There was a bottle of brandy on the counter next to a bottle of aspirin. I knew my father didn’t drink but kept a bottle around for “medicinal purposes.” I knew about the bottle, but it was always the same bottle, it never changed. It just emptied a sip at a time over years. 

Linda and Alicia both came to help. Sorting through his stuff was tough, making piles of things to keep or throw out. Alicia found an old cat puppet named Lyon I played with as a boy. He was still in good shape; his fake fur was apparently immune to moths and decay. He had gray stripes across his back and head. One ear was ragged from too much love. His whiskers were bent from lying on his side. 

Alicia slipped her hand inside and held it up. “Why hello, Bobby! It’s been a long time, I think. Judging by your advanced age, that is. How long have I been in this box?”

“It’s good to see you, Lyon. I’ve missed you.”

Alicia said, “Nonsense, you forgot about me. Don’t you have children you can hook me up with?”

“Lyon, meet my daughter Alicia. Alicia, meet Lyon the Lion. I’m sorry I didn’t introduce you sooner. Maybe there’ll be grandchildren you can play with some day. I’m still your friend, though.”

“I say, your hair is pretty thin on top. And are you getting enough sleep?”

We all laughed and then set Lyon up on the kitchen table where he could watch us as we worked to organize everything. The pictures and letters could be taken home and dealt with later. Alicia found the box of letters I’d set aside, and she read some of them.

My father had memorabilia from the war in ’44 and afterward. He had lost his left hand in the fighting, but he went back as a claims adjuster for war damages and reparations at the end of the war. If our army had needed something when they were pushing through an area, they took it. Nobody had much in those times. If the people had a claim after the war was over, we paid them. Many were worse than broke and glad to get any help after the war. Dad talked about honor a lot. Some people were too proud to ask for help, but you could tell who was desperate, he said, by their eyes.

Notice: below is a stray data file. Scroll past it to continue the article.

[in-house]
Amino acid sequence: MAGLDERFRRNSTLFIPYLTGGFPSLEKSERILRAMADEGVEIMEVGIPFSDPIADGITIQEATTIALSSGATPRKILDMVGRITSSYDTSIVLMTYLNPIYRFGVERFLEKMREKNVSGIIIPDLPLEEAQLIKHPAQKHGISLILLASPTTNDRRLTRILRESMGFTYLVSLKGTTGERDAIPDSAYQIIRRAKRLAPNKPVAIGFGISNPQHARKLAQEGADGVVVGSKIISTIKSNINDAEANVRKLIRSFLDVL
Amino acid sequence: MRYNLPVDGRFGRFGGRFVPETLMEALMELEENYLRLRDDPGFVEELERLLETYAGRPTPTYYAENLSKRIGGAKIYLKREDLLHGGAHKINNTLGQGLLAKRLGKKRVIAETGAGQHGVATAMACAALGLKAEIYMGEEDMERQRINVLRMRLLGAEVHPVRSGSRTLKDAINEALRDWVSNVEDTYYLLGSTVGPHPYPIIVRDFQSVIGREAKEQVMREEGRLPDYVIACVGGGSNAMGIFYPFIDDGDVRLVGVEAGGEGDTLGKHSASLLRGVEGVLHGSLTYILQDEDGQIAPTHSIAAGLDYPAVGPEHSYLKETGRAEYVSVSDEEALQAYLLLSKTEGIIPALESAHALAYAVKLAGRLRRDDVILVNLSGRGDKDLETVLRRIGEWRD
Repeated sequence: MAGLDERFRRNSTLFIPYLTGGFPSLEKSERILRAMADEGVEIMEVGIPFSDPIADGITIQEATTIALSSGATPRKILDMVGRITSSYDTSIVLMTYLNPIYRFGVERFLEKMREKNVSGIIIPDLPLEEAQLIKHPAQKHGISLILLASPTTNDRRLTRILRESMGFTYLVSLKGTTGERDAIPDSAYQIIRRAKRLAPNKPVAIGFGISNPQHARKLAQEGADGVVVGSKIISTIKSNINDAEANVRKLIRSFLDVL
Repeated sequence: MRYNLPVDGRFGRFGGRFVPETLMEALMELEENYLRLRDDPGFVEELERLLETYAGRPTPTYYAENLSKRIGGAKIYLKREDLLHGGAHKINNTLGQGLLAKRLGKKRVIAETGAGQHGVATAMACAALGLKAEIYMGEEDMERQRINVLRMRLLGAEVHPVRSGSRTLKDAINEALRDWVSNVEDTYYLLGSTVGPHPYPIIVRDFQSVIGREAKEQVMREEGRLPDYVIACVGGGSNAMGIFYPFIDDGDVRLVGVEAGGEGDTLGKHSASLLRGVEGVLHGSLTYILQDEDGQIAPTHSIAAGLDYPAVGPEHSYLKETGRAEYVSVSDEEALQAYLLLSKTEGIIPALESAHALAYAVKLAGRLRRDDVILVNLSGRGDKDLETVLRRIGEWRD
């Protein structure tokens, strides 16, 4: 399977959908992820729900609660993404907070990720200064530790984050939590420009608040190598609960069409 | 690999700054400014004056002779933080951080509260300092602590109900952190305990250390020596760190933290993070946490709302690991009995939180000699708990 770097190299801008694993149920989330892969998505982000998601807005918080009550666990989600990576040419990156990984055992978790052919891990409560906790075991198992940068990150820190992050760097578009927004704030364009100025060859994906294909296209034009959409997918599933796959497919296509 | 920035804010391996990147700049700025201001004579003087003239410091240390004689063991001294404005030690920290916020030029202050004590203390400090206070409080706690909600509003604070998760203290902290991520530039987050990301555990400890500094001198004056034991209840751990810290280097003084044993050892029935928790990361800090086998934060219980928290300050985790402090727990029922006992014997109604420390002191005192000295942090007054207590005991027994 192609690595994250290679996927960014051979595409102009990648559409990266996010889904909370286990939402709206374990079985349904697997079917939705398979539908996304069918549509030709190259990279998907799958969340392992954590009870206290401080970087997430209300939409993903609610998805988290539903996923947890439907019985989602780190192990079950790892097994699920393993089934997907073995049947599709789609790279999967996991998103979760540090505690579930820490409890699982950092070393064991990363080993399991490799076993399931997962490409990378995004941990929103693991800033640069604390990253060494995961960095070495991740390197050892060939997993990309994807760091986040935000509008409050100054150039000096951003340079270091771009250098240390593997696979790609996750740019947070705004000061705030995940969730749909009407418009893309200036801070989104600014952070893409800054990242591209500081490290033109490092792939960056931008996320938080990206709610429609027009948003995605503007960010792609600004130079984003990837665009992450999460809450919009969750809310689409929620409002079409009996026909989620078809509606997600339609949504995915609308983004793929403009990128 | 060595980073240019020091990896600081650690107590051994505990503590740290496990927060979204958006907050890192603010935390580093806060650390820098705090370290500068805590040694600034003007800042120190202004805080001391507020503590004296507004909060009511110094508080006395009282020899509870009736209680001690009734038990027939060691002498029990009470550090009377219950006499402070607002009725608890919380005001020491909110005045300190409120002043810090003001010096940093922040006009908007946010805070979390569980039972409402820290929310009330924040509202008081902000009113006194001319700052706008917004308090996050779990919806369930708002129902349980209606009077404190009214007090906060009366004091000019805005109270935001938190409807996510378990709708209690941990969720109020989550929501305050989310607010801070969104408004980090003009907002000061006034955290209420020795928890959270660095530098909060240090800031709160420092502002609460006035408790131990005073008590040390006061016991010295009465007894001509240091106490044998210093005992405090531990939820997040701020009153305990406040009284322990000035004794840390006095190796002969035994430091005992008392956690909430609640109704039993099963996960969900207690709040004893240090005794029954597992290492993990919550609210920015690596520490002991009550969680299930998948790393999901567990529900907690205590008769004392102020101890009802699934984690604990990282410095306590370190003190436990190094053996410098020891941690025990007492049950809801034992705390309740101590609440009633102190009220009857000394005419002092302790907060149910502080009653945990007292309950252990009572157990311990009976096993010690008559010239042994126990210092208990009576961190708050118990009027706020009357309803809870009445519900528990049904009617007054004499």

In the box of old yellowed hand-written letters, Alicia found one with a note attached. It said, “Read this, Bob.” It was originally addressed to my Mother. Alicia opened it and read it. “Dad,” she shouted, “Come and look at this!” She pulled me into the kitchen and made me sit down with the letter in front of me. “Mom,” she called. “You should read this too.”

The date on the envelope was October, 1946, from Bergamo, the same town in northern Italy where our church sponsored the orphanage. This was where my father worked after the war. I pinned the letter to the table with my index finger and thumb of each hand.

“I was writing notes, sitting on a park bench when a young girl, maybe 10 years old, came up suddenly from behind and around the bench straight up to me, and thrust a baby into my hands. In accented English, she said, ‘Take this boy away from here.’ Then she ran away before I could speak. I couldn’t put the baby down, and I couldn’t run after her while holding it. I didn’t know what to do, so I took it to the local police. They sent me to an orphanage, but the place was dilapidated and miserably overfull with war orphans.

“I started thinking of our desire to have children and the possibility that we could raise the boy as our own. I knew you would like that, and I knew how long it takes to get a reply back from you, so I have started the process to adopt him. Send me a letter as soon as you get this. I want to make sure it’s the right thing to do. He had a note pinned to his shirt that said ‘Roberto.’ And he’s from the same area of Italy that my ancestors came from. We could tell him he’s ours. it would give him a better place to grow up than here.”

My hands started to shake as I handed the letter to Linda. I was full of feelings and memories. I felt it in my heart – that ache, the love, the caring that I knew all my life. My eyes became oceans as I finally understood.

That was me, my name is Robert.


This is a work of fiction